Too Many Thoughts
By eliz_carpenter on June 30, 2014
“The mind is a phenomenal servant
and a horrible task master.”
If your mind seems to have a mind of it’s own, then which end of this saying are you on?
Meditation is the hot thing now, even though it’s been a performance optimizer and success strategy for thousands of years. Fortune 100 CEO’s are hiring meditation coaches now, and that’s putting it back on the map, along with the yoga explosion.
Anyone can meditate and anyone can reap the benefits. But the most common objection I hear when suggesting it to patients is that they can’t meditate because they think too much. And that always makes me smile because, actually, that would be the point and the purpose of meditation.
We meditate precisely BECAUSE our minds are out of control. Yet the more we do it, the more it yields. We become smarter, more intuitive, with better memories; we become better decision makers; we’re less reactive; we slow down brain aging, reduce our risk for dementias, relieve our stress. In short, we build better brains.
BUT, if our minds are in overdrive, how can we possibly meditate?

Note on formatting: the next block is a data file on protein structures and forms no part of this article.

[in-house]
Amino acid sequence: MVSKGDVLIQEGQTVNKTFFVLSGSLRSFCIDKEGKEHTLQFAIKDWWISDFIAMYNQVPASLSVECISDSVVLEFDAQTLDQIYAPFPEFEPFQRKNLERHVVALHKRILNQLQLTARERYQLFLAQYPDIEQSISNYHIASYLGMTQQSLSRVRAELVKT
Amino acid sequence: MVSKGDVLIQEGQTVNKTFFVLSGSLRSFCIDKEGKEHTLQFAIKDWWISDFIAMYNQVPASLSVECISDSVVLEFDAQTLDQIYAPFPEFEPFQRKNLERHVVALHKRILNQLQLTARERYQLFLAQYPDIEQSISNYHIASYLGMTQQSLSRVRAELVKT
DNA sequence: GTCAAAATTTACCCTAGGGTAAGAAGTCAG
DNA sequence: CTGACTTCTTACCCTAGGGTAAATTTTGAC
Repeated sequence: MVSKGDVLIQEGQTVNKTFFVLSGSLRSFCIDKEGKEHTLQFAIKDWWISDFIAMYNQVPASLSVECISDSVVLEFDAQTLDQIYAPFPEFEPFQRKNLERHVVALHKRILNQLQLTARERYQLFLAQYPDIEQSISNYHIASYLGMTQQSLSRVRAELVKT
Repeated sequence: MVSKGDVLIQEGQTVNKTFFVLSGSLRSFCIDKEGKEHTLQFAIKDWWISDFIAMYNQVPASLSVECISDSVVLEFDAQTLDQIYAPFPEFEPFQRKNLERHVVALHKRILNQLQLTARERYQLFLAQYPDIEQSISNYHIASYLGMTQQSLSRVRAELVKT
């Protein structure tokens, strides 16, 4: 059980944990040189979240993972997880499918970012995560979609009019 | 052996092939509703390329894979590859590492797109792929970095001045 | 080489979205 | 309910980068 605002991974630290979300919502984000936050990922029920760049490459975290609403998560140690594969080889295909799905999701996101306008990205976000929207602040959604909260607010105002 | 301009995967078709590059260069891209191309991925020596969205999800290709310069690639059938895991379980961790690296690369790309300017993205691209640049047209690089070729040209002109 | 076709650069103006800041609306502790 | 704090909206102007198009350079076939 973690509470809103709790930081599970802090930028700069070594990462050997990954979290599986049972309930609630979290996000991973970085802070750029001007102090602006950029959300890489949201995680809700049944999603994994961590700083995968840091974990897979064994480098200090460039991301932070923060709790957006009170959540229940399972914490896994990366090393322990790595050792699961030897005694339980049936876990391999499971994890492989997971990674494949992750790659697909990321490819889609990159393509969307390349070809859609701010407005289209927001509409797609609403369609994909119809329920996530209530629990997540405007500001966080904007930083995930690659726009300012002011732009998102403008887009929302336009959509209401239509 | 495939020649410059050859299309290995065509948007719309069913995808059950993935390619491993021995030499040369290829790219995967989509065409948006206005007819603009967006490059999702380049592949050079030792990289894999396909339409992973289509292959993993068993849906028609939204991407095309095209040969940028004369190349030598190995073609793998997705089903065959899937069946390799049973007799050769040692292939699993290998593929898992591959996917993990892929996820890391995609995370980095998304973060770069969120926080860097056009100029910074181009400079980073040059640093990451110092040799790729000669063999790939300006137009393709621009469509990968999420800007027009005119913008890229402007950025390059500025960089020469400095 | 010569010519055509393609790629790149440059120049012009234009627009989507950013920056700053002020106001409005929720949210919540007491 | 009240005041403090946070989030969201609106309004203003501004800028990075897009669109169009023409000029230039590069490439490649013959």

Say you decide to climb Everest, but you’re a couch potato. Your first step would not be to fly there and start the climb. Your first step would be to do something like climbing the 2 flights of stairs instead of taking the elevator.
Yet when it comes to meditation, there’s this notion that with no preface, no training, no lead up, you’ll sit cross-legged on the floor for an hour chanting OM, with a mind free of thoughts. That’s an Everest meditation!
The newbie should begin with something equivalent to the couch potato taking the stairs. And p.s.: Any advanced meditator will tell you thoughts come all the time during meditation….often important breakthrough ones, distracting boring ones, dramatic fantasy ones. It’s how you deal with them that counts.
I suggest starting with this exercise.
This is very simple, so don’t be confused. There’s no trick involved.
1-2 Minute Newbie Starter Meditation Practice:
Just take deeper than normal, slower than normal breaths in and out of the heart area. Fold your hands right over the heart to help you feel the area you’re breathing in and out of. Make the inhale and the exhale the same length. About 5 seconds in and 5 seconds out. And during this slow, even, deep breathing in and out of the heart area, actively put your attention on the sensation.
OK, you just meditated for 2 minutes.
How do you feel? Lighter? Calmer? Odd? Same?
The breath is a lever on your mind. You are always breathing. Therefore, you always have the option to exert leverage on what your mind is saying, doing, and proposing to you.
If you don’t believe you have the time to do this mini-meditation once or twice every day, then consider this ancient advice on the paradox of meditation practice: